When two young English aristrocrats, William Windham et Richard Pocock, discover the Priory of Chamouni 1741, they have no idea that the recital of their visit to this small mountain village and its glaciers, will have an impact on the whole of Europe. Wealthy tourists, in particular the English, come to admire the mysterious Mer de Glace. The huntsmen and crystal-finders, with their knowledege of the mountains, act as their guides.
History from Chamouni to Chamonix
The first inn opens in 1770 and marks the early development of the hotel trade and the first mountaineering exploits. The conquest of mont Blanc in 1786, contributes to the demystification of the summits and seals the destiny of this mountain community. The influence of pre-romantic and romantic writers also helps to alleviate the fear of the unknown and consecrates the mountains as being an expression of nature totally preserved. The first luxury hotel was built in 1816 and the hotel industry continued to thrive through the 1800's, crowned by 3 splendid palaces built in the early 1900's. Certain dates are synonymous with the development of summer tourism : the creation of the Compagnie des Guides in 1821 and the inauguration of the Montenvers Mer de Glace cog railway in 1908. 6 years later, there are 39 hotels in the valley !
However the major turning point in Chamonix's development was the creation of road and rail access. In 1866 under the reign of Napoleon III, the first horse-drawn coaches alighted in the village square and in 1901 the railway line between St Gervais Le Fayet and Chamonix was inaugurated. The arrival of the train much improved access to Chamonix in winter and opened the way to winter-sports tourism, with Doctor Payot being the precursor in the valley.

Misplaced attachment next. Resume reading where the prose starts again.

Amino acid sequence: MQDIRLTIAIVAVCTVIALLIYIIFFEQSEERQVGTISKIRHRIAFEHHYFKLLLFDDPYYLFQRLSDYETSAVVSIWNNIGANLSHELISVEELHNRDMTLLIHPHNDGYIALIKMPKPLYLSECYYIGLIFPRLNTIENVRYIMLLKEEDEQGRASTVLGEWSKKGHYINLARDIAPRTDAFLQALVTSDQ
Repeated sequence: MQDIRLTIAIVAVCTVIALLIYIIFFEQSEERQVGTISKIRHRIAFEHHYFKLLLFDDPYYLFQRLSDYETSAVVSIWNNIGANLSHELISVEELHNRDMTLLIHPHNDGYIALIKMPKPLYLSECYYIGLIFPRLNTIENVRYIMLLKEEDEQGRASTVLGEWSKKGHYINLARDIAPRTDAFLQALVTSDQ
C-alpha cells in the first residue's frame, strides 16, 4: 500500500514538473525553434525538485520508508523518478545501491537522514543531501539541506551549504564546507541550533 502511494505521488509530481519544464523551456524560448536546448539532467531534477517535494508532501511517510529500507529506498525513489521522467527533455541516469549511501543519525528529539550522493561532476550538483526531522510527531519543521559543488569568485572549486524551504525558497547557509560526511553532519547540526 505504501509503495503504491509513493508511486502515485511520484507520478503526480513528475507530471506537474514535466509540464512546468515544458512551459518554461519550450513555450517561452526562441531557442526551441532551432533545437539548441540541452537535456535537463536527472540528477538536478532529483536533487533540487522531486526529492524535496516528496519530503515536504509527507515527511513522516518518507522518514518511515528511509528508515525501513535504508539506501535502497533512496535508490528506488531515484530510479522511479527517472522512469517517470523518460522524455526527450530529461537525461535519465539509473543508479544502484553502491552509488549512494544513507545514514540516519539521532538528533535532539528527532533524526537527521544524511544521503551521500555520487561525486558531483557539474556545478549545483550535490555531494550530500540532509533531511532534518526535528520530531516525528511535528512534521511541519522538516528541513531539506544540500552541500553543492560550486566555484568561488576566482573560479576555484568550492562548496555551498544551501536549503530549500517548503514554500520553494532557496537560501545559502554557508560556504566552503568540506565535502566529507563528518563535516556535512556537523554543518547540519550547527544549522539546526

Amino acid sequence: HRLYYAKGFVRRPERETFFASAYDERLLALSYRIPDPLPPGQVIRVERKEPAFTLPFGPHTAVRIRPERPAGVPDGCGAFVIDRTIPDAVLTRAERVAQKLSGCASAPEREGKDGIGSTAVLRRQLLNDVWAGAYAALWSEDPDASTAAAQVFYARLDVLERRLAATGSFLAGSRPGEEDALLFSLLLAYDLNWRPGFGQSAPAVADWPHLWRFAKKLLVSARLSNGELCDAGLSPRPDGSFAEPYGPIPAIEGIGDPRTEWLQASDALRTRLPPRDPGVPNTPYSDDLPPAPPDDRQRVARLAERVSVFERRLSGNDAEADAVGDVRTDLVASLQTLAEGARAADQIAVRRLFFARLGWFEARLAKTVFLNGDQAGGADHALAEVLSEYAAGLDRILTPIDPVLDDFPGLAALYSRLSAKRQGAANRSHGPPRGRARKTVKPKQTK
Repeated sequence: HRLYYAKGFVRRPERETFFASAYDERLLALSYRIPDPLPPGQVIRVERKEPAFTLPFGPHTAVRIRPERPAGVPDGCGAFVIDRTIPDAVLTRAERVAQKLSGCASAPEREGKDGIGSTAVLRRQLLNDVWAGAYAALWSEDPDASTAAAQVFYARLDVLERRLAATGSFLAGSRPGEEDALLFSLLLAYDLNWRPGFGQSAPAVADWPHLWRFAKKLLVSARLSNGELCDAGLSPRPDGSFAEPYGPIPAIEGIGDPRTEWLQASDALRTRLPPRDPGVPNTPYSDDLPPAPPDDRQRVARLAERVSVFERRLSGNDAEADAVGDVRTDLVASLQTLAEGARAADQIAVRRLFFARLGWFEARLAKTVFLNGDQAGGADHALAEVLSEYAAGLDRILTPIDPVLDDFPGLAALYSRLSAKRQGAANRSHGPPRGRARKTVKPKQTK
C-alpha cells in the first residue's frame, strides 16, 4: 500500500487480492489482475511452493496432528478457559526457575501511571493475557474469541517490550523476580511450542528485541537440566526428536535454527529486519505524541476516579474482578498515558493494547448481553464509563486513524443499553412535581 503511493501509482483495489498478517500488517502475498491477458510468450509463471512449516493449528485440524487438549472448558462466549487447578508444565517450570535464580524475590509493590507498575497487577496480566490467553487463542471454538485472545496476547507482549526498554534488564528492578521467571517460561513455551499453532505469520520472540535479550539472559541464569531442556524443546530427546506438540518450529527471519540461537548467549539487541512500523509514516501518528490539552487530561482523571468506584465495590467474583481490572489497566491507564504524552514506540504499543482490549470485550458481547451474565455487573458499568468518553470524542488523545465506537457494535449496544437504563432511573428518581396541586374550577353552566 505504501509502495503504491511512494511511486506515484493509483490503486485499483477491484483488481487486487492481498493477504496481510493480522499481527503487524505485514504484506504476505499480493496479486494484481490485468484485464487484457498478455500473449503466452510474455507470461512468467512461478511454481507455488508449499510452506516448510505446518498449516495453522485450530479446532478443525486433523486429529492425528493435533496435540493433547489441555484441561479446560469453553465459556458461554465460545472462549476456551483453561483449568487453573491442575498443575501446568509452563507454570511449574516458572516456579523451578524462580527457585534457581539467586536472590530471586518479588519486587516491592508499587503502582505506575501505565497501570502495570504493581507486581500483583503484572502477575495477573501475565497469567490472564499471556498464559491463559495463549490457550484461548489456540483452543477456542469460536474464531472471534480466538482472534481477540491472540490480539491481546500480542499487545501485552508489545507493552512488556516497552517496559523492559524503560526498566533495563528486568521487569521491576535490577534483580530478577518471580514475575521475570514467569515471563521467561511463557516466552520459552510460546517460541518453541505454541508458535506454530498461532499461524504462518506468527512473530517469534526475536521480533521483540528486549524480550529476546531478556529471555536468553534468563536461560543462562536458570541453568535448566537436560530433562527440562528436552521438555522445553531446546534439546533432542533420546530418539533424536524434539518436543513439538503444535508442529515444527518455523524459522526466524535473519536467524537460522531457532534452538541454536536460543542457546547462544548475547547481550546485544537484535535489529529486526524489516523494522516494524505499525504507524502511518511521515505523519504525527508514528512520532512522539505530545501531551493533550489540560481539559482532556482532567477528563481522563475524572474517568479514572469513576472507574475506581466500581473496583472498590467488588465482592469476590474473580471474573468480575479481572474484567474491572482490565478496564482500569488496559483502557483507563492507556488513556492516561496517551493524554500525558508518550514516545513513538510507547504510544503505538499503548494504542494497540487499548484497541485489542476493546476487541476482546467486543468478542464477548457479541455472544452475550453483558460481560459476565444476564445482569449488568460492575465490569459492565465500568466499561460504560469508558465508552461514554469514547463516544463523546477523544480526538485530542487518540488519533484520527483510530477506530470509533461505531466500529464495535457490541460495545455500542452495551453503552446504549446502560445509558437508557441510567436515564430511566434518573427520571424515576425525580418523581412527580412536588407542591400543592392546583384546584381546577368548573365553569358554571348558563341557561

Mountains accessible to all
The first Winter Olympic games were hosted by Chamonix in 1924 and consecrated the valley as a winter Mecca, with an important number of lifts being built in the ensuing years. First were the Glacier cable cars (no longer existing) and Planpraz, followed by the Brevent, the Aiguille du Midi and the Flégère. Chamonix today, is not only an important tourist destination, but it is also a strategic link with Italy via the Mont-Blanc tunnel. The town strives to maintain a healthy balance between tourist and transport demands and the preservation of an exceptional natural environment.
Chamonix, a mountain town of a thousand facets
Chamonix has expanded under the influence of tourism and has developed through several different architetcural periods. The town is doted with a rich and diverse architectural heritage where traditional and modern styles rub shoulders. Wander through the town and outlying villages and you will discover baroque churches and protestant chapels dating from several hundred years, hotels and palaces from the golden age, « Art Deco » facades, traditional farmhouses, colossal villas and chalets contrasting with modern constructions. It is this architectural diversity that contributes to Chamonix's unique and undefinable charm